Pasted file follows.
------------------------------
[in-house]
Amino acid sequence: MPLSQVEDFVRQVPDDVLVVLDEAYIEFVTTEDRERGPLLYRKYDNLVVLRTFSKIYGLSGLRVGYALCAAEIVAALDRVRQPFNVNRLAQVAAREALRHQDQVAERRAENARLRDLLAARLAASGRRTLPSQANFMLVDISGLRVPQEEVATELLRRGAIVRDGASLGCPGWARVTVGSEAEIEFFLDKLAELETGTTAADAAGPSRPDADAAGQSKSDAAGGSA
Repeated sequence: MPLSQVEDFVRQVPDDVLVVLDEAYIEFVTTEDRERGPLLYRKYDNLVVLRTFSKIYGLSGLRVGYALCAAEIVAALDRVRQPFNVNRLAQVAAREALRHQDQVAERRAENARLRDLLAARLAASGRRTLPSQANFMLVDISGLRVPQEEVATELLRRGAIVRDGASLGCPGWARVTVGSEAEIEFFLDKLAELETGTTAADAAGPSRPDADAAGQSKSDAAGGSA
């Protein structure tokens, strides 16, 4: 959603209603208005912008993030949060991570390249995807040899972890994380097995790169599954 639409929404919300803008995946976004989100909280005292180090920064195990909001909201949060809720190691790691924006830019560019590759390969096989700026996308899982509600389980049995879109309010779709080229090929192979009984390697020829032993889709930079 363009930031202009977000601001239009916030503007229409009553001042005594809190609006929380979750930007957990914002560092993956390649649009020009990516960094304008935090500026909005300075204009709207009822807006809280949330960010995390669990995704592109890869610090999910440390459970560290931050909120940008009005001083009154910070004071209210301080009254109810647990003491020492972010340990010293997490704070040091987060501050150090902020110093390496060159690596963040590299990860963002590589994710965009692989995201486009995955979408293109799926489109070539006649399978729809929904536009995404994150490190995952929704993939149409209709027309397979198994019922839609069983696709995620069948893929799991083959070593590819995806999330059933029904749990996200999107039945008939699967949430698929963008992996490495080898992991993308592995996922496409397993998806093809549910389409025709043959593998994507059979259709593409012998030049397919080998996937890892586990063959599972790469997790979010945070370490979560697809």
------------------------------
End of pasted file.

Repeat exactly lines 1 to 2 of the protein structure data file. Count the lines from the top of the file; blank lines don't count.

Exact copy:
[in-house]
Amino acid sequence: MPLSQVEDFVRQVPDDVLVVLDEAYIEFVTTEDRERGPLLYRKYDNLVVLRTFSKIYGLSGLRVGYALCAAEIVAALDRVRQPFNVNRLAQVAAREALRHQDQVAERRAENARLRDLLAARLAASGRRTLPSQANFMLVDISGLRVPQEEVATELLRRGAIVRDGASLGCPGWARVTVGSEAEIEFFLDKLAELETGTTAADAAGPSRPDADAAGQSKSDAAGGSA